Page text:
This article was published in USA Today on August 20, 2003.
It accompanied a live chat session with Thich Nhat Hanh. You can read the transcript of the chat here.
At least 12 city police officers are among more than 500 workers and their families scheduled to attend the retreat starting Monday. The retreat will include meditation, silent meals and instruction in the practice of “mindfulness,” a basic tenet of Buddhism to be aware of the consequences of one’s actions. The retreat will also offer golf, swimming and hiking.
Zen master Thich Nhat Hanh (pronounced tick-not-hawn) will lead the retreat, which is called “Protecting and Serving Without Stress or Fear.” It is billed as a health and wellness event for those in “community service … desiring a more peaceful, non-violent way of life.” (Chat with Thich Nhat Hanh on Buddhism, mindfulness and stress at 7 p.m. ET.)
Capt. Cheri Maples, the Madison Police Department’s director of training and recruiting, organized the retreat. She says it is non-sectarian. “This is not about converting anyone,” says Maples, a practicing Buddhist. “This is just about giving people another coping tool.”
Madison police officials say the retreat is secular and is not sanctioned by the city. Police officers will be given leave to attend, but they must pay the $600 cost.
Organizations such as Americans United for Separation of Church and State have objected. “Just as the city may not promote Christianity, Judaism or Islam, it may not advance Buddhism,” Barry Lynn, executive director of Americans United, says in a letter to the city. “Encouraging (officers) to go to a religious retreat doesn’t pass constitutional muster.”
Maples says she has received hundreds of similar letters and e-mails.
Nhat Hanh, an exiled Vietnamese monk, is among the most respected Buddhist leaders and is nearly as revered as the Dalai Lama, the spiritual leader of Tibetan Buddhists. He was nominated for the Nobel Peace Prize in the 1960s by the Rev. Martin Luther King Jr.
The retreat is aimed at police and other public-service workers in stressful jobs, such as firefighters, prosecutors and paramedics, and their families. “Together we will look deeply into the challenging situation we face in serving our communities, in our work places, as well as in our families and our personal lives,” a brochure for the retreat says.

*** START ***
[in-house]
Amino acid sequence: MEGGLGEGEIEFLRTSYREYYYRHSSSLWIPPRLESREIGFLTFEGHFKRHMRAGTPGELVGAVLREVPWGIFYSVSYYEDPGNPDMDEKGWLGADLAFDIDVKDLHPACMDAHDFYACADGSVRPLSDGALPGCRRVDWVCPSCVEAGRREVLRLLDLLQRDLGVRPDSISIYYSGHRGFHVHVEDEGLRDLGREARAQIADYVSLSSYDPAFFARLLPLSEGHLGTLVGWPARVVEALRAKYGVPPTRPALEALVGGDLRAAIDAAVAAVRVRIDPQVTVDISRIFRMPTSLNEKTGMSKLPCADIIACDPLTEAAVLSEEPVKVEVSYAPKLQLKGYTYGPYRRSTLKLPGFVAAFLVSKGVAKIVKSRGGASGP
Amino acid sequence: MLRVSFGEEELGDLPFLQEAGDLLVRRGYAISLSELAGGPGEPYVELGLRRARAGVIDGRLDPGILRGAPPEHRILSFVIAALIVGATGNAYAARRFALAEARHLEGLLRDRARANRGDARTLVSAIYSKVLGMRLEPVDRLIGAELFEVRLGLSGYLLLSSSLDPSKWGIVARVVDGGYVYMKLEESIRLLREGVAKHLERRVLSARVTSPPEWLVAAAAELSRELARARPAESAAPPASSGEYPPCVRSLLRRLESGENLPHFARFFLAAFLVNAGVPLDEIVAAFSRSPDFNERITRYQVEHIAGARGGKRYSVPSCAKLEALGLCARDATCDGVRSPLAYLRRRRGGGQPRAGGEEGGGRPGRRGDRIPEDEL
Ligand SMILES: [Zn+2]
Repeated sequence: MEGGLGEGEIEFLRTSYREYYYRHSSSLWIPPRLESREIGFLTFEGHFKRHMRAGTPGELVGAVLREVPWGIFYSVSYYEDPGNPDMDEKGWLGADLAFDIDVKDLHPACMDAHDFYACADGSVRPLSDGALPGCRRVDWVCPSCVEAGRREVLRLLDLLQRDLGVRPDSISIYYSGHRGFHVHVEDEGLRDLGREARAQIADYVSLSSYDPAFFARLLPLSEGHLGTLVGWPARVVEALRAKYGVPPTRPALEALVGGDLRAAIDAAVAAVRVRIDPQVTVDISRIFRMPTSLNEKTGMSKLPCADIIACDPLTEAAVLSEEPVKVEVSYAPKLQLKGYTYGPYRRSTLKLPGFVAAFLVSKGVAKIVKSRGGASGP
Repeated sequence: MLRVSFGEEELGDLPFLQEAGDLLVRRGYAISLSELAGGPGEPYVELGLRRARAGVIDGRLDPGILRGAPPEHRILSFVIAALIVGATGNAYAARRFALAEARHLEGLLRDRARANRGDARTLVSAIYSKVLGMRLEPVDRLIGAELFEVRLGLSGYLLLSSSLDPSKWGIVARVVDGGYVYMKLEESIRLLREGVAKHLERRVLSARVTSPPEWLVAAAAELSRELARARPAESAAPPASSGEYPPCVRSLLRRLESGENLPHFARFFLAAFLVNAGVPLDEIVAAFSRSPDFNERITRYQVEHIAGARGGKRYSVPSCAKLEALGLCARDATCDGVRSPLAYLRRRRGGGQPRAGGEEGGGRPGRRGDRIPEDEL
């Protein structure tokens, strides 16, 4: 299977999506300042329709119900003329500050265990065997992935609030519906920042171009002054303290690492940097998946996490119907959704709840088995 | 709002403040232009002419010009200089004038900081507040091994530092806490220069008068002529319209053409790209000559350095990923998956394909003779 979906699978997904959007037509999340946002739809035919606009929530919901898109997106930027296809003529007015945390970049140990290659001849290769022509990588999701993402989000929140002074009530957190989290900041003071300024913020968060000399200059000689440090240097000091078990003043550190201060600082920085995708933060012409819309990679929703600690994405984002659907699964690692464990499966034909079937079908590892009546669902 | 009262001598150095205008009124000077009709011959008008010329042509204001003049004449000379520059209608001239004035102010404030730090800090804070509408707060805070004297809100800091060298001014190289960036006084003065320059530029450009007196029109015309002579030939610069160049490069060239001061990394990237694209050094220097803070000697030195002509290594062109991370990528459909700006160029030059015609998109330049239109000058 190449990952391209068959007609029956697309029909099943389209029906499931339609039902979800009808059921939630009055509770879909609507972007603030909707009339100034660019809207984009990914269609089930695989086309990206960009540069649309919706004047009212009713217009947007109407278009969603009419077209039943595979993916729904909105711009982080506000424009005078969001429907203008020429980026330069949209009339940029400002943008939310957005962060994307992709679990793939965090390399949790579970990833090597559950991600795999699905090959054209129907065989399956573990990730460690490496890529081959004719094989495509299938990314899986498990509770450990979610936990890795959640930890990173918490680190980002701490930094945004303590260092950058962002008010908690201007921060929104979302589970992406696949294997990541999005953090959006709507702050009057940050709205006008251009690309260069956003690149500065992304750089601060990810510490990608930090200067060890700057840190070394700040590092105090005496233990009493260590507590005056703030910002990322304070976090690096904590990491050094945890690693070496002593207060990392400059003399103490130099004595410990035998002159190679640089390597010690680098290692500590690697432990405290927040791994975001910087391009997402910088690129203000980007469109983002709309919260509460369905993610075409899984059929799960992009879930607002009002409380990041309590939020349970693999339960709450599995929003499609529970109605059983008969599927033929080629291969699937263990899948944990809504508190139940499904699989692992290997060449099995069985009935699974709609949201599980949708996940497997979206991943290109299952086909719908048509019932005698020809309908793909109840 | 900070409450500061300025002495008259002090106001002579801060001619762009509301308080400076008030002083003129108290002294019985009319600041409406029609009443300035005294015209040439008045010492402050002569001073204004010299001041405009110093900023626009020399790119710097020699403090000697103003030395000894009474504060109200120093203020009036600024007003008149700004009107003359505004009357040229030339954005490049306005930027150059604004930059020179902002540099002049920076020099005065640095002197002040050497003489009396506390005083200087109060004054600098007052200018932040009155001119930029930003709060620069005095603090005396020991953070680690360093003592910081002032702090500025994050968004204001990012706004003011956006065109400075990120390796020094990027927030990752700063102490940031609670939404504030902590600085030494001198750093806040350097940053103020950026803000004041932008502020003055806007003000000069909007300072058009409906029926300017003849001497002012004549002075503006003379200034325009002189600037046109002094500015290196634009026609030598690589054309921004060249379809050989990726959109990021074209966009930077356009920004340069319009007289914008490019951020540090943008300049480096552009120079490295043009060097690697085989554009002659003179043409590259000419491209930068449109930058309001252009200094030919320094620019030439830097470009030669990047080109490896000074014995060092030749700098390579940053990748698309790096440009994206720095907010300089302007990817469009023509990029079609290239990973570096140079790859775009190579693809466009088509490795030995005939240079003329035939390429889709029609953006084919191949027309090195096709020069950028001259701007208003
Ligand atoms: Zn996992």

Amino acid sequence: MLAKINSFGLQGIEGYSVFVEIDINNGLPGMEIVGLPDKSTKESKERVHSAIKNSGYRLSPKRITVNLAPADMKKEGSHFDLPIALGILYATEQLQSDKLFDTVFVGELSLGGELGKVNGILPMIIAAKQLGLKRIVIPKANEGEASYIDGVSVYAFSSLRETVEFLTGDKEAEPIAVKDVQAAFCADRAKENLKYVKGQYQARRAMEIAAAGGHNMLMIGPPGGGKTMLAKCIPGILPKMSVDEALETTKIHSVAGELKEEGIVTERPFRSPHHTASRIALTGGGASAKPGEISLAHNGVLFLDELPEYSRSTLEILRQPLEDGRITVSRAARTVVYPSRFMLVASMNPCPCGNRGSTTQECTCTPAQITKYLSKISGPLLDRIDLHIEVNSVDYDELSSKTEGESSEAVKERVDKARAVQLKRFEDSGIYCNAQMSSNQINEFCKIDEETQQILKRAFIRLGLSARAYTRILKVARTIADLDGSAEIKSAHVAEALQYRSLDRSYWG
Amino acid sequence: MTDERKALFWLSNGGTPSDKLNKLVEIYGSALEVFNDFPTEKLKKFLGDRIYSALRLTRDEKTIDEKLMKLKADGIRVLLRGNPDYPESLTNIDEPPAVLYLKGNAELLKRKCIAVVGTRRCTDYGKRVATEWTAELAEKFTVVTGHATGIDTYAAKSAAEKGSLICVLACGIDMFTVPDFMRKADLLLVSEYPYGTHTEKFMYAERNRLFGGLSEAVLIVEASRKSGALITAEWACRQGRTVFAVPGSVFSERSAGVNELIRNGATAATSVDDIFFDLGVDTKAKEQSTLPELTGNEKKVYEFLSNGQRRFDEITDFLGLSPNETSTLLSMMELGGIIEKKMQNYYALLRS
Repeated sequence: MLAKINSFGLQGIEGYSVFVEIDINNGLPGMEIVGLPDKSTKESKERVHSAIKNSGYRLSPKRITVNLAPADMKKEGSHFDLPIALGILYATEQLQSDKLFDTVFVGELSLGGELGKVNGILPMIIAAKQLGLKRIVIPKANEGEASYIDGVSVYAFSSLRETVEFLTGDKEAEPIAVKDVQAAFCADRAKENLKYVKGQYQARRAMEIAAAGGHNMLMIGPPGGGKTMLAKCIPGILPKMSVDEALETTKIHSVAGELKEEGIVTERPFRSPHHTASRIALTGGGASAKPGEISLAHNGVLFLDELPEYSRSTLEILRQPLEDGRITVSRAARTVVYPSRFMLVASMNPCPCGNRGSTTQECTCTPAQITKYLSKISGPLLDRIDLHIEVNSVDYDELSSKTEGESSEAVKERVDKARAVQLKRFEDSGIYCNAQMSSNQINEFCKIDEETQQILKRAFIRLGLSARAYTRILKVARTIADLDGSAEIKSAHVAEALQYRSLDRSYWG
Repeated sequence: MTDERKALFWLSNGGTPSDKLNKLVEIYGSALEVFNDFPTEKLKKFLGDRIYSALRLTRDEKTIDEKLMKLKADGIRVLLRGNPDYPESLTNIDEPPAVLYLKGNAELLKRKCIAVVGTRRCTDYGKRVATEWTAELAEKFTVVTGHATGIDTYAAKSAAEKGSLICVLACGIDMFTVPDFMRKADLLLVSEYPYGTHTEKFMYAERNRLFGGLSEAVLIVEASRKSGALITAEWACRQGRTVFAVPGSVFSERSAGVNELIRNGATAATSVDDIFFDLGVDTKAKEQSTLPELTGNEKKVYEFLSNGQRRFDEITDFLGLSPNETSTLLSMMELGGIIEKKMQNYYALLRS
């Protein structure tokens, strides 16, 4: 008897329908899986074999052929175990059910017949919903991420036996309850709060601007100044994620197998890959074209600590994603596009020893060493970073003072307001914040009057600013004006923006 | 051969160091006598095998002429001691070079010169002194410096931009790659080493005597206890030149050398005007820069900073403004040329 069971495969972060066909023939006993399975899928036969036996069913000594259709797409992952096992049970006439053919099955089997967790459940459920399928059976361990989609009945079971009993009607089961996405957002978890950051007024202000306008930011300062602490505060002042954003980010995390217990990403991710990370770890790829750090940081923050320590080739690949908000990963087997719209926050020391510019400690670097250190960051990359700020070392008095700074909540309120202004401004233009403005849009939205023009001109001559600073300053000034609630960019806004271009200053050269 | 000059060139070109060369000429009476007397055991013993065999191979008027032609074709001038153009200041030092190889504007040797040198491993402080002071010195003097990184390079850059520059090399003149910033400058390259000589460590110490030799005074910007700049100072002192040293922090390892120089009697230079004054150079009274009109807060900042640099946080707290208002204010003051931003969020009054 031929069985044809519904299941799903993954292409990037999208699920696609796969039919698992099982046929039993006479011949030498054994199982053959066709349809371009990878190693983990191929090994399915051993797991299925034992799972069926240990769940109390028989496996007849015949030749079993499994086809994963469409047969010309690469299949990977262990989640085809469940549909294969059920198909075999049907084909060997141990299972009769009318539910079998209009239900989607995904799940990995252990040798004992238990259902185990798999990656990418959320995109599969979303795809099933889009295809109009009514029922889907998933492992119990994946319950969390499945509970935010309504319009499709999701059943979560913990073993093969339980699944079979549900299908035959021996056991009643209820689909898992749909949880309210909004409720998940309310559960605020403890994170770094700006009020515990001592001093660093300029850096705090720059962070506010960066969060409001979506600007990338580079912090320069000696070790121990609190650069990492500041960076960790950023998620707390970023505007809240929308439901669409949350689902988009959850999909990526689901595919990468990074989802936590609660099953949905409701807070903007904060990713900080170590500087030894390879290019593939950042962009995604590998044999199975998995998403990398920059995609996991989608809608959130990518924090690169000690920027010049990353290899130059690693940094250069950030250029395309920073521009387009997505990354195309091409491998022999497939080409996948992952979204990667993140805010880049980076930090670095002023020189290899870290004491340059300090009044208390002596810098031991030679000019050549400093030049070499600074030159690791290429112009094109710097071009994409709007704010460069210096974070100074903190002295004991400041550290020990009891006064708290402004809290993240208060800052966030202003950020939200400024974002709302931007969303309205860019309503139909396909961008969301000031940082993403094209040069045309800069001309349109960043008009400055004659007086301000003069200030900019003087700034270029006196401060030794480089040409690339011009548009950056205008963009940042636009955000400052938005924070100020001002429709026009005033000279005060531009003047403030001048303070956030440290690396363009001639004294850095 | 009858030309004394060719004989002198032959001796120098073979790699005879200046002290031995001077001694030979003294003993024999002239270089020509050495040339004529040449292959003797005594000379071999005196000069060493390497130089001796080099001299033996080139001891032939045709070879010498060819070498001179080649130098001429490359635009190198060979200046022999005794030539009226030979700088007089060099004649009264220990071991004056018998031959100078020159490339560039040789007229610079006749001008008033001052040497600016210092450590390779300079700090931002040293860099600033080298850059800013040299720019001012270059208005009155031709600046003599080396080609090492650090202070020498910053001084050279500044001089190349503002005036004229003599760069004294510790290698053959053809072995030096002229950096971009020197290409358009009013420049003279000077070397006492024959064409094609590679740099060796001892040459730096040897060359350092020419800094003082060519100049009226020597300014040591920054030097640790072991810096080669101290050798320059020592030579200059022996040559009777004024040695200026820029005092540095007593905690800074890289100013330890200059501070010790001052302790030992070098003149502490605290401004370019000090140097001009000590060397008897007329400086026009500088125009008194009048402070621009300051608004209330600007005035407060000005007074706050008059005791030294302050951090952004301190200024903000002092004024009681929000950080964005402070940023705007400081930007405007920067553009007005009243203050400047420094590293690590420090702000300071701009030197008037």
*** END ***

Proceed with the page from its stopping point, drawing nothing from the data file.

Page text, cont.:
Police officers who have problems in their personal lives often attribute them to the stress of their job. Fewer than 100 police officers, on average, die yearly in the line of duty nationwide, but as many as 300 commit suicide each year, according to a 1999 FBI study. The study showed that the police suicide rate — 22.1 per 100,000 — is twice the rate in the general population.
“Cops are taught to ‘stuff’ their feelings deep inside. At some point that black hole gets full and manifests itself in violence, alcohol, gambling or other undesirable behaviors,” says Renae Griggs, a former South Florida police officer who runs the National Police Family Violence Prevention Project.
Kevin Gilmartin, who has written extensively about police stress and is a consultant to police departments, says police officers work in a constant state of “hyper-vigilance.” In their off hours, mundane chores such as mowing the lawn can’t provide the same intensity as their work.
“Police have to view the world as one big felony in progress,” Gilmartin says. “That’s a tough way to live.”
Buddhism may seem an unlikely antidote to the stresses of fighting crime. But Maples says stereotyping police officers as tough and insensitive is part of the problem, especially in Madison, a traditionally liberal city of 214,000 that is the state capital and home to the University of Wisconsin.
Few rank-and-file officers have objected to the retreat, says Officer Scott Faber, the department’s union representative.
“We’re a different kind of department,” he says. “Most of our officers have four-year degrees. And we have a higher number of women (32%) than any other police department.”
The difference is clear for Maples, who has a law degree and a master’s degree in social work. Before she became a police officer 19 years ago, at age 31, she was an advocate for battered women.
“A lot of the skills that work so well in policing don’t work so well at home,” she says. In searching for ways to handle stress, she went to her first Buddhist retreat in 1990, led by a follower of Nhat Hanh.
Last year, she spent three weeks at Nhat Hanh’s monastery, Plum Village near Bordeaux in the south of France. During the visit, she reconciled the idea of being a police officer with a respect for life that includes not killing any living creature. “One of the nuns said to me, ‘Who else would we want to carry a gun except someone who does it mindfully,’ ” Maples recalls.
She says the idea was so powerful to her that she invited Nhat Hanh to Wisconsin to talk about policing and the principle of mindfulness. He is also scheduled to lecture in Chicago; Denver; Boulder, Colo.; Estes Park, Colo.; and Washington, D.C., where he will give a talk and offer a retreat for members of Congress titled “Leading With Courage and Compassion.”
Mindfulness is essentially total awareness of what is happening at each particular moment and deciding how to respond in that moment, Maples says.
Responding to stress with compassion and kindness, rather than cynicism, would allow a police officer to do the job and go home at night without anger, Maples says.
Lynn of Americans United still objects.
“Religion plays many positive roles,” says Lynn, who is an ordained minister. “But government is not supposed to be the preacher of religious values, whether Buddhist or fundamentalist Christian.”
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